In addition to the U.S. and European imperialist intervention in Somalia as well as off its coast — by stationing large flotillas of warships to purportedly fight piracy — the Pentagon and France both maintain military bases in the neighboring state of Djibouti. The U.S. assistant secretary of state for African affairs, recently delivered a major policy address at the Washington-based Center for International and Strategic Studies in which he called for greater military intervention in Somalia to prevent the collapse of the TFG.
Although the African Union’s stated purpose is to enhance political unity, economic cooperation and national security within its member states, until there are clear objectives related to what constitutes genuine independence and sovereignty in Africa, imperialist states will continue to maneuver individual governments and regional bodies into projects that objectively undermine stability. There are numerous examples of U.S. interference in Africa that have resulted in coups, the theft of national resources and impeding economic development.
Kwame Nkrumah, the first president of the Republic of Ghana and a leading theoretician and practitioner in the African revolutionary struggle of the 1950s and 1960s, called for the formation of an All-African High Military Command during this period. The distinction between what Nkrumah advocated and what appears to be happening today is that Nkrumah maintained that such a military alliance must be independent of neo-colonialism and imperialism.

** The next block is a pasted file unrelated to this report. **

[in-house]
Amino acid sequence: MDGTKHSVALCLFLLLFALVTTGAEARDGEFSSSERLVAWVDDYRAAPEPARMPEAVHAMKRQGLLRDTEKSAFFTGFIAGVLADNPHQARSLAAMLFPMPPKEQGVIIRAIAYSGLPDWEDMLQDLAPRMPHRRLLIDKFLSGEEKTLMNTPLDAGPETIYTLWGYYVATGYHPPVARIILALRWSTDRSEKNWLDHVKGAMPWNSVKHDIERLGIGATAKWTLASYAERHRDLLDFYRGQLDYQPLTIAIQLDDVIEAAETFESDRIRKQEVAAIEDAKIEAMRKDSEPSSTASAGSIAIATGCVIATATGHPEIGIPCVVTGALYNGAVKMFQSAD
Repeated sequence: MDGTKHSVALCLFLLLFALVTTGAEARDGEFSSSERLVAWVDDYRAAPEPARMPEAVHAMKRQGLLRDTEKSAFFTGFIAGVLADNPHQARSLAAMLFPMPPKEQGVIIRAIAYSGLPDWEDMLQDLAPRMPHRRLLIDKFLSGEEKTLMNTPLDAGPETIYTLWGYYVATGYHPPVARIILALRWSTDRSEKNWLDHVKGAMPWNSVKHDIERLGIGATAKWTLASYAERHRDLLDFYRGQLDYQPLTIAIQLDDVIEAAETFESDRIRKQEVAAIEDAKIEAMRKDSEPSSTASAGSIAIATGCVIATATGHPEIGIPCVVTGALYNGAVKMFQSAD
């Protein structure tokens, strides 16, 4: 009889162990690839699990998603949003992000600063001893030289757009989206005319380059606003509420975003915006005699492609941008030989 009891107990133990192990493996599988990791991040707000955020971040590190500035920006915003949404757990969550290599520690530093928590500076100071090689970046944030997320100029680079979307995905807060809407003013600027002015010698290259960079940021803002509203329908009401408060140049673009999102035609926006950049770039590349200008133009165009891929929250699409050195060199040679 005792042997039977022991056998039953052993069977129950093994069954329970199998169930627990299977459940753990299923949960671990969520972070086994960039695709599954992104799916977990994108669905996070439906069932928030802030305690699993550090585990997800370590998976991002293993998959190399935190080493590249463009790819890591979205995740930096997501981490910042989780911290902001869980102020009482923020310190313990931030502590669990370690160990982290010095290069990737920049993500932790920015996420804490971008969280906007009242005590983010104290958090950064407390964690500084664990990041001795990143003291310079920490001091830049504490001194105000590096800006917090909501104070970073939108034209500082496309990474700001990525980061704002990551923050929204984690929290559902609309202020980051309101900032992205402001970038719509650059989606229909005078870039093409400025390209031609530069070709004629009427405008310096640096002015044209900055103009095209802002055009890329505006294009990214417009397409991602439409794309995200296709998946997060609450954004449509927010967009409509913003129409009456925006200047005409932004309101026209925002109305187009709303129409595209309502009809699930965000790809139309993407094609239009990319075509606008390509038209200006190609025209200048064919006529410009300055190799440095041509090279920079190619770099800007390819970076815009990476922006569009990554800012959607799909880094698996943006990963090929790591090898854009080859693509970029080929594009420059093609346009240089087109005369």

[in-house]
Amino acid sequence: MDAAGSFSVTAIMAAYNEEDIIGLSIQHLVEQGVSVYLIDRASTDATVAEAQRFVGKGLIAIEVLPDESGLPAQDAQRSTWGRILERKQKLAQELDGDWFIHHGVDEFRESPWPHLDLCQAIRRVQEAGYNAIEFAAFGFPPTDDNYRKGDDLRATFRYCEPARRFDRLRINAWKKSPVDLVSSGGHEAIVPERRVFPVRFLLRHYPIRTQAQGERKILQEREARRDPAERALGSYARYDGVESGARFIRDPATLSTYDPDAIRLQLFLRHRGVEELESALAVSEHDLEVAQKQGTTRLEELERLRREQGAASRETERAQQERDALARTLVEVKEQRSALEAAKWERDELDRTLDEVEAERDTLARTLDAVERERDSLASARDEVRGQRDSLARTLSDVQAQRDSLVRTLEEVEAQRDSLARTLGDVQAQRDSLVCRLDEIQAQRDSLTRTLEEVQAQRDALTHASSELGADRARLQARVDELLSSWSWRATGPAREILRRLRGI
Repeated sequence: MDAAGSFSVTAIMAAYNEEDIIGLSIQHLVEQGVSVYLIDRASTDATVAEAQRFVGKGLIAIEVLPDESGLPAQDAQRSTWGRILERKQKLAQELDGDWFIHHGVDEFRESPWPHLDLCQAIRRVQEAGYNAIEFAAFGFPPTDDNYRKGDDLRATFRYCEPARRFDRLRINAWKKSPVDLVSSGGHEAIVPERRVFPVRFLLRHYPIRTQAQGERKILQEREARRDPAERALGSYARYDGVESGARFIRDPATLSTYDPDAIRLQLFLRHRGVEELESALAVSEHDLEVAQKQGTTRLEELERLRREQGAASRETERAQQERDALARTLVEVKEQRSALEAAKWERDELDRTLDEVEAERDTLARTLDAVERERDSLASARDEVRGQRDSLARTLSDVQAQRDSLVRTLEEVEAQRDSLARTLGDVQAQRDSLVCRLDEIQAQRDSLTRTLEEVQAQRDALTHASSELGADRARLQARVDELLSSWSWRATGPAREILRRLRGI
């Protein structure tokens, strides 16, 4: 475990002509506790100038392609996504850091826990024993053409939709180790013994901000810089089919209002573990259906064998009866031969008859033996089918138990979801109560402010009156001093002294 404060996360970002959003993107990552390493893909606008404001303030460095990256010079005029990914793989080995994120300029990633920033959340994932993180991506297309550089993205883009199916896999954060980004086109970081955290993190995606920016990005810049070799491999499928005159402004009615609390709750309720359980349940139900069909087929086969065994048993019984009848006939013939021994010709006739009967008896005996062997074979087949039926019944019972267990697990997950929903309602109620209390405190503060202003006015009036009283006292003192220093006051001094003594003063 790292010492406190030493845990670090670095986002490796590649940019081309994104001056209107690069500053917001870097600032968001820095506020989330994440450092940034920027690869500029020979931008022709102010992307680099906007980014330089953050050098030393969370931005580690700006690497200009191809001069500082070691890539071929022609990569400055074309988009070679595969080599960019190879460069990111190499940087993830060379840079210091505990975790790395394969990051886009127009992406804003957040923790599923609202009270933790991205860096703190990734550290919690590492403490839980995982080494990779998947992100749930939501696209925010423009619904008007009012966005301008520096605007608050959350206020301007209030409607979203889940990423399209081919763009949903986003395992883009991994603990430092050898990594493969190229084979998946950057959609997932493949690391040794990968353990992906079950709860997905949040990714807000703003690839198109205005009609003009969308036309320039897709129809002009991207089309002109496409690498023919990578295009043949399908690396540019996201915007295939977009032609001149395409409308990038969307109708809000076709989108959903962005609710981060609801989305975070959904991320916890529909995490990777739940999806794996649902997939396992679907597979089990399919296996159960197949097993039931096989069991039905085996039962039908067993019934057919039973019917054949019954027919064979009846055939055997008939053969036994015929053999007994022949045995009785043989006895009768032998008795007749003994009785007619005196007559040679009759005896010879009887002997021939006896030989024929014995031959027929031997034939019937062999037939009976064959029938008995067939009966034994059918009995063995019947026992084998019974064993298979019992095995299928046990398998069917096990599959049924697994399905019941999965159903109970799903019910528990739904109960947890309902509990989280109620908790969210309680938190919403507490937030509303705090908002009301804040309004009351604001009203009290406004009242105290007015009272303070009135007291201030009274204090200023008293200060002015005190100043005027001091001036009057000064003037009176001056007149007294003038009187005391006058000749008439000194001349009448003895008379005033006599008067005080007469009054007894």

In his book “Africa Must Unite,” published in 1963 on the eve of the formation of the Organization of African Unity (the forerunner of the African Union), Nkrumah stated: “I do not see much virtue or wisdom in our separate efforts to build up or maintain vast military forces for self-defense which, in any case, would be ineffective in any major attack upon our separate States. If we examine this problem realistically, we should be able to ask ourselves this pertinent question: which single State in Africa today can protect its sovereignty against an imperialist aggressor?”
With specific reference to the role of AFRICOM today, it’s instructive that in 1963 Nkrumah wrote: “If we do not unite and combine our military resources for common defense, the individual States, out of a sense of insecurity, may be drawn into making defense pacts with foreign powers which may endanger the security of us all.”